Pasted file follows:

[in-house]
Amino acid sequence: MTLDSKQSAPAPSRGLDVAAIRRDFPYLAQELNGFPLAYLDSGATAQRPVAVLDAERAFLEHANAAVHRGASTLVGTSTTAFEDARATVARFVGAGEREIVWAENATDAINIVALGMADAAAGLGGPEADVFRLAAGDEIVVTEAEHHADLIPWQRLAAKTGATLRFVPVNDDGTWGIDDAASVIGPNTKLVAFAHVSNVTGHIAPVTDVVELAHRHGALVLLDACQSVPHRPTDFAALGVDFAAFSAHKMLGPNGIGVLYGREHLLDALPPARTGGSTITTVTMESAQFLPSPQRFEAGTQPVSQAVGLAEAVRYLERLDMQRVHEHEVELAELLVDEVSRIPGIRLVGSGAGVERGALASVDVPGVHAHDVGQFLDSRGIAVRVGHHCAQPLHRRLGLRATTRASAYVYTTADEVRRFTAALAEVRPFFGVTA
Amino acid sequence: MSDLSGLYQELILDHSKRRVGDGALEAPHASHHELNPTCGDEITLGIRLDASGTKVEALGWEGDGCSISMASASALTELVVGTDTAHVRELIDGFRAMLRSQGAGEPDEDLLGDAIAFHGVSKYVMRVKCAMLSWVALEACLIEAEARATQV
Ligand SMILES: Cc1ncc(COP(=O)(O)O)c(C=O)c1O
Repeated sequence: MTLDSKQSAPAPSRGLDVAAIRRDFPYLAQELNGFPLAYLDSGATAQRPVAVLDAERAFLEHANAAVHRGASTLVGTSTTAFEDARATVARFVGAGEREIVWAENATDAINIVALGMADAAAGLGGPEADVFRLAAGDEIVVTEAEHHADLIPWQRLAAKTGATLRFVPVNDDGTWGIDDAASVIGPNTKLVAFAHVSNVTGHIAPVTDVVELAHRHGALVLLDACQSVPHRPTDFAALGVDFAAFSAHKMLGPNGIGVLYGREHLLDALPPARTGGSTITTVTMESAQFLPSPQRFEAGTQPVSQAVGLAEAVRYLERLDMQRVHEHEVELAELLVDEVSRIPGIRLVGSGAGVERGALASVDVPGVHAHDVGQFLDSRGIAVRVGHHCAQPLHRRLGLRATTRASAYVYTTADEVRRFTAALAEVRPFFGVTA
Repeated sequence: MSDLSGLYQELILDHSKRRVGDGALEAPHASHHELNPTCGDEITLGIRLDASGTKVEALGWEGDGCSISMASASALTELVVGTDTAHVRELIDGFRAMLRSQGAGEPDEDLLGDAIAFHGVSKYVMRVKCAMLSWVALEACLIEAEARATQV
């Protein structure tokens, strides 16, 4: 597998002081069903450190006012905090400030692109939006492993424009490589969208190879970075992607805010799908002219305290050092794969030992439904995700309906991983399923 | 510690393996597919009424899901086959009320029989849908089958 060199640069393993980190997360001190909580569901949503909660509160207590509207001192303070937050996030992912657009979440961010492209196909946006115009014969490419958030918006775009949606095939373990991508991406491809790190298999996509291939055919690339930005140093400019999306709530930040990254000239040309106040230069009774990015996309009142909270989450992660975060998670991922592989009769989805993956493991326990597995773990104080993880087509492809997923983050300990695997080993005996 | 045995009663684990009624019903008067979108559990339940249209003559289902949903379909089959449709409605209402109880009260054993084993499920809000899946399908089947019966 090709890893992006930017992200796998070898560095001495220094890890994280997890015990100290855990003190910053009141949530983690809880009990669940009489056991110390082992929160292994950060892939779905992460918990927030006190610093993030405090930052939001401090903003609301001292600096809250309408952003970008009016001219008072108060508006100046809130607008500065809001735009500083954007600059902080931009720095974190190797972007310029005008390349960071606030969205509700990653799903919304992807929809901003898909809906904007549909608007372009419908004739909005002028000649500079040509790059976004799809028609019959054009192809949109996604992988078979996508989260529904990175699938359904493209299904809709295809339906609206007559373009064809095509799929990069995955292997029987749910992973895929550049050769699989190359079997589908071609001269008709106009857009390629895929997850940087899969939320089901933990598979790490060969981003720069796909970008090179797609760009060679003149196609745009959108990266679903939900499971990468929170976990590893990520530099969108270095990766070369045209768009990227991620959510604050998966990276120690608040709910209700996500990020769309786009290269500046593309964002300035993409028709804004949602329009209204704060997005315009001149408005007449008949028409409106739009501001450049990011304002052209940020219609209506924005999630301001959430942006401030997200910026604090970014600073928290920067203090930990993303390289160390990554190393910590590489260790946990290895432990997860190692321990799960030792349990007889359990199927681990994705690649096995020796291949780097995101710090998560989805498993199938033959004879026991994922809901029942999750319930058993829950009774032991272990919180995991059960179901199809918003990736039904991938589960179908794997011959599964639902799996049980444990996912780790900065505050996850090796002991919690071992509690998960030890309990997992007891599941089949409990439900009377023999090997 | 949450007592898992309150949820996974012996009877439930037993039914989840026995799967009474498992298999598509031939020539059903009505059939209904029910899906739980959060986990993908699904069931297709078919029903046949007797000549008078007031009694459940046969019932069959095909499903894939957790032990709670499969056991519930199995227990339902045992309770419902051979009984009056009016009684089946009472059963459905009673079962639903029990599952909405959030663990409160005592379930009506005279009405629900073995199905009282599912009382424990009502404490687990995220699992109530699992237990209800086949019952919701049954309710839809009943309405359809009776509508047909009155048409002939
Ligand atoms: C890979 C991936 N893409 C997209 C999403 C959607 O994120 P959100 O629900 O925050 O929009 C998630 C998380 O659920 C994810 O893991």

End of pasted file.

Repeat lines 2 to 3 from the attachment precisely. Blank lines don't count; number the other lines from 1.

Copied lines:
Amino acid sequence: MTLDSKQSAPAPSRGLDVAAIRRDFPYLAQELNGFPLAYLDSGATAQRPVAVLDAERAFLEHANAAVHRGASTLVGTSTTAFEDARATVARFVGAGEREIVWAENATDAINIVALGMADAAAGLGGPEADVFRLAAGDEIVVTEAEHHADLIPWQRLAAKTGATLRFVPVNDDGTWGIDDAASVIGPNTKLVAFAHVSNVTGHIAPVTDVVELAHRHGALVLLDACQSVPHRPTDFAALGVDFAAFSAHKMLGPNGIGVLYGREHLLDALPPARTGGSTITTVTMESAQFLPSPQRFEAGTQPVSQAVGLAEAVRYLERLDMQRVHEHEVELAELLVDEVSRIPGIRLVGSGAGVERGALASVDVPGVHAHDVGQFLDSRGIAVRVGHHCAQPLHRRLGLRATTRASAYVYTTADEVRRFTAALAEVRPFFGVTA
Amino acid sequence: MSDLSGLYQELILDHSKRRVGDGALEAPHASHHELNPTCGDEITLGIRLDASGTKVEALGWEGDGCSISMASASALTELVVGTDTAHVRELIDGFRAMLRSQGAGEPDEDLLGDAIAFHGVSKYVMRVKCAMLSWVALEACLIEAEARATQV